I may not be a sparkles gal, but I never want Renee to think that she can’t be one. I want her to have her own style, find her own skin and be comfortable in it. And that starts with me.

I’ve inherited much from my mother, and one quirk that runs thick is her knack for editing children’s books while reading aloud.  Oh, I’m sure most parents do this on some level, but usually it’s because it’s a bit too long. Her editing had more to do with content, often with a sociological bent. In this house, we like a book from the Little Golden collection The Good Humor Man written in the 1950s.  There is a part in the book where the Good Humor man is ringing his bell, calling everyone out for ice cream, and “mothers leave their kitchens, and the daddies leave their lawn mowers” as they run to greet the good humor man. But every other time, I switch it up, and stick the daddies in the kitchens and the mommies out there getting some fresh air cutting the grass.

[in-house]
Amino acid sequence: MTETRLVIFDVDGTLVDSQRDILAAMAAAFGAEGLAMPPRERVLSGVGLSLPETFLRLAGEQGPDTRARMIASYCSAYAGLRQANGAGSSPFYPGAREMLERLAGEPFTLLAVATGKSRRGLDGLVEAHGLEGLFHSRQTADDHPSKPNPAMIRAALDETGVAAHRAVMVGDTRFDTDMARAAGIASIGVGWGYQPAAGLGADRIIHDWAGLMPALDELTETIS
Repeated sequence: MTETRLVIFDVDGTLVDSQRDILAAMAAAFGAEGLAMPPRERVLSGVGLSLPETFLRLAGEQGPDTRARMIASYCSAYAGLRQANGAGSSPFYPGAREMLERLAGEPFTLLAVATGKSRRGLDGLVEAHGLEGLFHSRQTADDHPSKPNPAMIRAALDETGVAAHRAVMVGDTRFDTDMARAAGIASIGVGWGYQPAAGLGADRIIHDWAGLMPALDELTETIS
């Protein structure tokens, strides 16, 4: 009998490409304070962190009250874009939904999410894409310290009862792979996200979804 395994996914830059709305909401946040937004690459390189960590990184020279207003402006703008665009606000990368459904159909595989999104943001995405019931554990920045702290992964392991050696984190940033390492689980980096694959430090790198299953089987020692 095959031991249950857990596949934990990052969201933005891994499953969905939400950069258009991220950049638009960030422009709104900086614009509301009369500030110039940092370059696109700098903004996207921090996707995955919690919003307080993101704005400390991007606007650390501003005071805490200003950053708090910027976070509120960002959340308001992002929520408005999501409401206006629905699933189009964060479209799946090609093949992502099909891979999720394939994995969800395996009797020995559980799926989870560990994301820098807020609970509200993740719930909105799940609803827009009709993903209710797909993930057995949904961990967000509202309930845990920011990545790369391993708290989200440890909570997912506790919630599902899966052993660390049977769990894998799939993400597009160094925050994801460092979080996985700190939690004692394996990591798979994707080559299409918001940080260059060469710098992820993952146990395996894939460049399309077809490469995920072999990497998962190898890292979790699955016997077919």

At first, the kids just thought this was funny. Grant, especially, is pretty keen on the memorized words of a book, and doesn’t like the narrative to stray from what he knows is on the page. So he would laugh, and correct me. But as I’ve continued in my madness, we’ve had conversations about this: about the daddies and the mommies and all the things that both can do. Because as silly as it is, this one little line of an old book, I want my kids to hear: you each, boy and girl, can chose to do anything, be anything.